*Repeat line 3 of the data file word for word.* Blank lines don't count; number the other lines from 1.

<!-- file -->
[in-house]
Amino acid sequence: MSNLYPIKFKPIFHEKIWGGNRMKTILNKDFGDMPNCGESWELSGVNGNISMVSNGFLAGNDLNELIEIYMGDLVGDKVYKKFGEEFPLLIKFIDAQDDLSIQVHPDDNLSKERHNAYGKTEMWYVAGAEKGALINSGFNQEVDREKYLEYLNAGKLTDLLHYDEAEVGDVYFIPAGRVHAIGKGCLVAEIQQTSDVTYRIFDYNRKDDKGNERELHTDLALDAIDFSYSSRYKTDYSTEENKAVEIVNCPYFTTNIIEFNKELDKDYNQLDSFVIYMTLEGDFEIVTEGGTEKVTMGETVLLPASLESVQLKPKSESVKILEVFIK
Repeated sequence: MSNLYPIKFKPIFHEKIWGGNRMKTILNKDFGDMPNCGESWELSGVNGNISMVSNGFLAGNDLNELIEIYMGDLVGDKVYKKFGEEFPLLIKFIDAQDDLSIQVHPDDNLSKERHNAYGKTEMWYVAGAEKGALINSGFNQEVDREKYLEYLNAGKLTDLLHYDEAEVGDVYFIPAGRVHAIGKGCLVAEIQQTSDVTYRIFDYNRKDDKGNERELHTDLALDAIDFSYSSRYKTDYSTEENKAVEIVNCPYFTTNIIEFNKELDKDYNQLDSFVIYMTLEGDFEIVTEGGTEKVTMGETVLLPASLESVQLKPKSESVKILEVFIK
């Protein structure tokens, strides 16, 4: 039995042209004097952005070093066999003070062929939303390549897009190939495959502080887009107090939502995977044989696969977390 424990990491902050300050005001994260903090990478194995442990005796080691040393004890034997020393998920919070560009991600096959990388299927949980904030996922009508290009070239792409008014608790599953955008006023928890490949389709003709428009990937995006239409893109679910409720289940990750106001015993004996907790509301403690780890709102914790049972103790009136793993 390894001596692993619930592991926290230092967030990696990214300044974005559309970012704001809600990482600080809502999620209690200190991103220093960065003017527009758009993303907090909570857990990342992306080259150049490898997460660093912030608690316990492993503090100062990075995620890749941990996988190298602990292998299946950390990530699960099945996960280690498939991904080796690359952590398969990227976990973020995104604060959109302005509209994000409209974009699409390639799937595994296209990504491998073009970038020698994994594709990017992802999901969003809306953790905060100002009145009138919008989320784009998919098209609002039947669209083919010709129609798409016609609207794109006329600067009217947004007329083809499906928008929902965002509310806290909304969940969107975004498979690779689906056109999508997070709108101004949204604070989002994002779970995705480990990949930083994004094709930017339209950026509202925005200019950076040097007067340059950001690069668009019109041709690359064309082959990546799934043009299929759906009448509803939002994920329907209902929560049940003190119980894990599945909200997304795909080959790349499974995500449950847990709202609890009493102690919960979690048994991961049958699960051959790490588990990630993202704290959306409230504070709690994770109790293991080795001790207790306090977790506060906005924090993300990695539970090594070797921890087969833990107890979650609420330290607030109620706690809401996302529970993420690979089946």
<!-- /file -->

Repeated sequence: MSNLYPIKFKPIFHEKIWGGNRMKTILNKDFGDMPNCGESWELSGVNGNISMVSNGFLAGNDLNELIEIYMGDLVGDKVYKKFGEEFPLLIKFIDAQDDLSIQVHPDDNLSKERHNAYGKTEMWYVAGAEKGALINSGFNQEVDREKYLEYLNAGKLTDLLHYDEAEVGDVYFIPAGRVHAIGKGCLVAEIQQTSDVTYRIFDYNRKDDKGNERELHTDLALDAIDFSYSSRYKTDYSTEENKAVEIVNCPYFTTNIIEFNKELDKDYNQLDSFVIYMTLEGDFEIVTEGGTEKVTMGETVLLPASLESVQLKPKSESVKILEVFIK